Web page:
First Living Cellular Bioink Kits to Be Made Commercially Available

Sometimes it is difficult to tell the difference between news about advances in medicine and the plot for a B movie horror film. The latest developments related to bioprinting are just that kind of material and yet they are part of what is actually happening as medicine and 3D printing technology continue to work together. Just this week, CELLINK and RoosterBio have announced a partnership that allows them to pool their complementary technologies and make Cellular Bioink Kits commercially available. Continue reading “First Living Cellular Bioink Kits to Be Made Commercially Available”

“Biofabrication: Print your heart out” – Presented by Dirk-Jan Cornelissen, Heriot-Watt University

New drugs can take more than 10 years to develop, and only around 16% of drug candidates that begin pre-clinical testing are approved for human use. This low success rate is partially due to the different responses of humans and the animal models currently used for testing. A key challenge in bioprinting has been the development of more gentle printing processes to preserve cellular functions. By encapsulating cells inside a gel, complex 3D structures can be printed with cells suspended throughout. Continue reading ““Biofabrication: Print your heart out” – Presented by Dirk-Jan Cornelissen, Heriot-Watt University”

3D Technology Shows its Best Potential in Medicine

Nowadays, 3D technology is applied in many fields, from industrial production, through fashion, to the food industry. It is in medicine, however, that 3D technology shows its potential at its best.

At the beginning of 2014, history was made at University Medical Center (UMC) in Utrecht, Netherlands: a skull of a 22-year-old woman was completely replaced by a tailor-made 3D printed plastic skull. The patient was suffering from a condition that thickens the bone structure of the cranium, which causes an increasing pressure of the brain leading to vision loss, motor coordination impairment and, eventually, death. Continue reading “3D Technology Shows its Best Potential in Medicine”

Technique Produces ‘Organoids’ Useful in Cancer Research, Drug Screening

A UCSF-led team has developed a technique to build tiny models of human tissues, called organoids, more precisely than ever before using a process that turns human cells into a biological equivalent of LEGO bricks. These mini-tissues in a dish can be used to study how particular structural features of tissue affect normal growth or go awry in cancer. They could be used for therapeutic drug screening and to help teach researchers how to grow whole human organs. Continue reading “Technique Produces ‘Organoids’ Useful in Cancer Research, Drug Screening”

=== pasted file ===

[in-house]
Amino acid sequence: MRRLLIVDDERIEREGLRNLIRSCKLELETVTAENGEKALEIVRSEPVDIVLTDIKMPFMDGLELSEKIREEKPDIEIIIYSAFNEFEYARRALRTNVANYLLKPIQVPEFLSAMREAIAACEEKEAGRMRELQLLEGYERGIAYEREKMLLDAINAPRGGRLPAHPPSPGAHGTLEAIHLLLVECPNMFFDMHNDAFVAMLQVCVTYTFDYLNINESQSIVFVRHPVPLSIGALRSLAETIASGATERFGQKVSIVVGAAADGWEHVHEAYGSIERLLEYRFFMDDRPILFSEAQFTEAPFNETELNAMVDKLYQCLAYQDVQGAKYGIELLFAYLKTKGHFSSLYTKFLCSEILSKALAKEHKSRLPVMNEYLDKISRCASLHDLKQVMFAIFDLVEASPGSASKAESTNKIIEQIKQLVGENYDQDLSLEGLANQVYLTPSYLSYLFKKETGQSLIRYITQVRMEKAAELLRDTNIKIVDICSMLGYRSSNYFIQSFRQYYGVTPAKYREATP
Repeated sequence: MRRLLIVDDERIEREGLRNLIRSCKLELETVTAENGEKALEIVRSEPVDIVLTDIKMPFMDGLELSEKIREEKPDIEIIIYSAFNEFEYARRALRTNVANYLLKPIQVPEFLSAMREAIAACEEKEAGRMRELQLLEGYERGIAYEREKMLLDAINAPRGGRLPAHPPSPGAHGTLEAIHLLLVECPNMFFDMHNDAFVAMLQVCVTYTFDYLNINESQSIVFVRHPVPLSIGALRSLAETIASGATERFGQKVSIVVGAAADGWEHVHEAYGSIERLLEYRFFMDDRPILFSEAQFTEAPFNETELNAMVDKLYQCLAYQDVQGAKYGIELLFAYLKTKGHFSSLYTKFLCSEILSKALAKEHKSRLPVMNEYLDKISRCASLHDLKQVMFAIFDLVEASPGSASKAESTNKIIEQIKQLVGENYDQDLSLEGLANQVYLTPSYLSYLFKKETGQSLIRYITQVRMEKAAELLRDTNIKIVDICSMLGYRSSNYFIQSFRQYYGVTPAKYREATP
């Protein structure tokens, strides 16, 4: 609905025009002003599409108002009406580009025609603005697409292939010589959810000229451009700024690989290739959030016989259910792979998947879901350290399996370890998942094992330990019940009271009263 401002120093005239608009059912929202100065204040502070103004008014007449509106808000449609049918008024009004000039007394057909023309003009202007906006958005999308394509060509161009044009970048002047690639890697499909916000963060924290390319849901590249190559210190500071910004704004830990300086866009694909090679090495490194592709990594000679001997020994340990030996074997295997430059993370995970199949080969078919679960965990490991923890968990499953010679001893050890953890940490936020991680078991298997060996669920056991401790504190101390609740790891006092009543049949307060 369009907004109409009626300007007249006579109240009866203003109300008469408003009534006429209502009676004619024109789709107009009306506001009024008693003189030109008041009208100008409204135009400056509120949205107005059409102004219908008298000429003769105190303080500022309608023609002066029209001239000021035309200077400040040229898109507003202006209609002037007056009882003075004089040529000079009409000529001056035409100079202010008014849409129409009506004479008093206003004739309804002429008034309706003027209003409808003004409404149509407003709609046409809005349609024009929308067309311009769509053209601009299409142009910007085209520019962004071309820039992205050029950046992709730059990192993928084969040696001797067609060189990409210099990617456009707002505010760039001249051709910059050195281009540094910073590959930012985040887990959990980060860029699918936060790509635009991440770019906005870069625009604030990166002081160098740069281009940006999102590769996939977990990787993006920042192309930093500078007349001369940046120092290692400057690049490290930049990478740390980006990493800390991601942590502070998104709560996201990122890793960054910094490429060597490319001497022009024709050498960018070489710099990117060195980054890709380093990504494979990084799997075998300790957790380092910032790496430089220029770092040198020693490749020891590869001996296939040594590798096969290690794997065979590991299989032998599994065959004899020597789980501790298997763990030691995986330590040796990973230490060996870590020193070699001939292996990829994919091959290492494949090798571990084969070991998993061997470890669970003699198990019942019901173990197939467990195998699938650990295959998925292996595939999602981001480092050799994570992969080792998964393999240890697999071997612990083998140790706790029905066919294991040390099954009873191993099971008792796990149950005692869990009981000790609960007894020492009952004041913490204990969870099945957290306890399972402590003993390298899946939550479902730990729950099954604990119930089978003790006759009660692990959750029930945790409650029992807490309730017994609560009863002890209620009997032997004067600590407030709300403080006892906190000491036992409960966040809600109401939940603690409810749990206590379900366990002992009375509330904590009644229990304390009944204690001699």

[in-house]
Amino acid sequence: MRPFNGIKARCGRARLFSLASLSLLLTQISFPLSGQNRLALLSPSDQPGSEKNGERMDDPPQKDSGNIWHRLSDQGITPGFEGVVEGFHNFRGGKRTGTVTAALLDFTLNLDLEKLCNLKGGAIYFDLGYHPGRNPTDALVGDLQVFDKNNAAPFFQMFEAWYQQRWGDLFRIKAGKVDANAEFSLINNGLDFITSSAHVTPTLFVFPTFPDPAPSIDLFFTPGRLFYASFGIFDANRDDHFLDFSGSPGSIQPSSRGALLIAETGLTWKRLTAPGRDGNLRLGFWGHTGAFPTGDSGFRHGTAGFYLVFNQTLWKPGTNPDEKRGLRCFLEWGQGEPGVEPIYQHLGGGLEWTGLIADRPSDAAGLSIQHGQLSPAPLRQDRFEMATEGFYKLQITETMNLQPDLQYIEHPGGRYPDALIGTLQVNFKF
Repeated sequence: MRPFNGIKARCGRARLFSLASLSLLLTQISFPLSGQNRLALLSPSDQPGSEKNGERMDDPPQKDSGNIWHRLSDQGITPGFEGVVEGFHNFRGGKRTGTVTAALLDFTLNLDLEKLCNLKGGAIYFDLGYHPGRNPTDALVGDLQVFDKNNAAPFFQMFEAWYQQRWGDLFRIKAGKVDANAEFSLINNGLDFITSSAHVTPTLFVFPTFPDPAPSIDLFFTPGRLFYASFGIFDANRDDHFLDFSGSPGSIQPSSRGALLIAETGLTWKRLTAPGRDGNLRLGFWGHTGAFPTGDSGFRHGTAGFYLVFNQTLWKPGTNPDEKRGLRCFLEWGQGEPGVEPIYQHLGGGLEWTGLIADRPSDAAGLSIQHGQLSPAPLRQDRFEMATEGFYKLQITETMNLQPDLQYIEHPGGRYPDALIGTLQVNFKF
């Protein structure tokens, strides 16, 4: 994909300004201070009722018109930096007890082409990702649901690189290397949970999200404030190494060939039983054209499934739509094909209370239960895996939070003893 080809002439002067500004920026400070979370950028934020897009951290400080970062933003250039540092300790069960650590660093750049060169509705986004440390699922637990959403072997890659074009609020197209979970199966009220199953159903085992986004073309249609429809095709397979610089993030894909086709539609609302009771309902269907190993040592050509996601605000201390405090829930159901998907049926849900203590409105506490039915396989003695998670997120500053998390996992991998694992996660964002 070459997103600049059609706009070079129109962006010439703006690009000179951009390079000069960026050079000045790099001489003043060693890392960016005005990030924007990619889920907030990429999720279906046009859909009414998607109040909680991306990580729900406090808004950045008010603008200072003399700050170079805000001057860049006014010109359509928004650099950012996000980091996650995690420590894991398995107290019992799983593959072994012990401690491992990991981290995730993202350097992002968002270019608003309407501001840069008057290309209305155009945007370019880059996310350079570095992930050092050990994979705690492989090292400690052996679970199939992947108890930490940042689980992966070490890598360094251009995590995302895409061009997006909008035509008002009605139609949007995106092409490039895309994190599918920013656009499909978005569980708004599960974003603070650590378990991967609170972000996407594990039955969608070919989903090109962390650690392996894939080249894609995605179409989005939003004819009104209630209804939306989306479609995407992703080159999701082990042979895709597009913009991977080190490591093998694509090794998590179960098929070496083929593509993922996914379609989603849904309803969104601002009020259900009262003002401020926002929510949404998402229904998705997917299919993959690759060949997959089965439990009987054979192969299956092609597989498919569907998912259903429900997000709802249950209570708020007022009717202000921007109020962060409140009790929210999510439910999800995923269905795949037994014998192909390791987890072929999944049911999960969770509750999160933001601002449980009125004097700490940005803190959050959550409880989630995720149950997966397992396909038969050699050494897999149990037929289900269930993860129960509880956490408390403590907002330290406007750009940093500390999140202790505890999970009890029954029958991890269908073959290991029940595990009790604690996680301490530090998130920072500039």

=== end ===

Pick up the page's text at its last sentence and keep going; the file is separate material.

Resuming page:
‘Bio-3D printer’- based system to create vascular prosthetics (Video)

Small caliber vascular prostheses are not clinically available because synthetic vascular prostheses lack endothelial cells which modulate platelet activation, leukocyte adhesion, thrombosis, and the regulation of vasomotor tone by the production of vasoactive substances. We developed a novel method to create scaffold-free tubular tissue from multicellular spheroids (MCS) using a “Bio-3D printer”-based system. This system enables the creation of pre-designed three-dimensional structures using a computer controlled robotics system. With this system, we created a tubular structure and studied its biological features. Continue reading “‘Bio-3D printer’- based system to create vascular prosthetics (Video)”

3D Bioprinting Space – Understanding the Fundamentals

For medicine, bioprinting is a necessity and an inevitability. The demand for organs will undoubtedly continue to climb with the global median age. Yet what hurdles lie in the way of creating a renewable supply? One major engineering obstacle is properly seeding and feeding the culture in order to create a functional organ. This is because complex tissues are composed of many different types of cells precisely arranged in 3 dimensions. Continue reading “3D Bioprinting Space – Understanding the Fundamentals”

Aspect Biosystems to Develop New Bioprinting Tech with Seed Funding

With their bioprinting technology, Canada’s Aspect Biosystems is working towards the noble goal of “a future where doctors determine which drugs work for their patients before prescribing them, where animals are no longer needed for the development of new therapeutics, and where lifesaving transplant organs are created, not harvested.” Continue reading “Aspect Biosystems to Develop New Bioprinting Tech with Seed Funding”

British PhD student 3D prints on inflatable substrate to create artificial muscles

A Nottingham PhD student shows us that 3D printing technology can do a lot more for the medical world than just bioprinting. For Fergal Coulter, a lecturer and PhD candidate at the College of Art & Design and Build Environment at the Nottingham Trent University, is using 3D printing and scanning techniques to create artificial muscles. Continue reading “British PhD student 3D prints on inflatable substrate to create artificial muscles”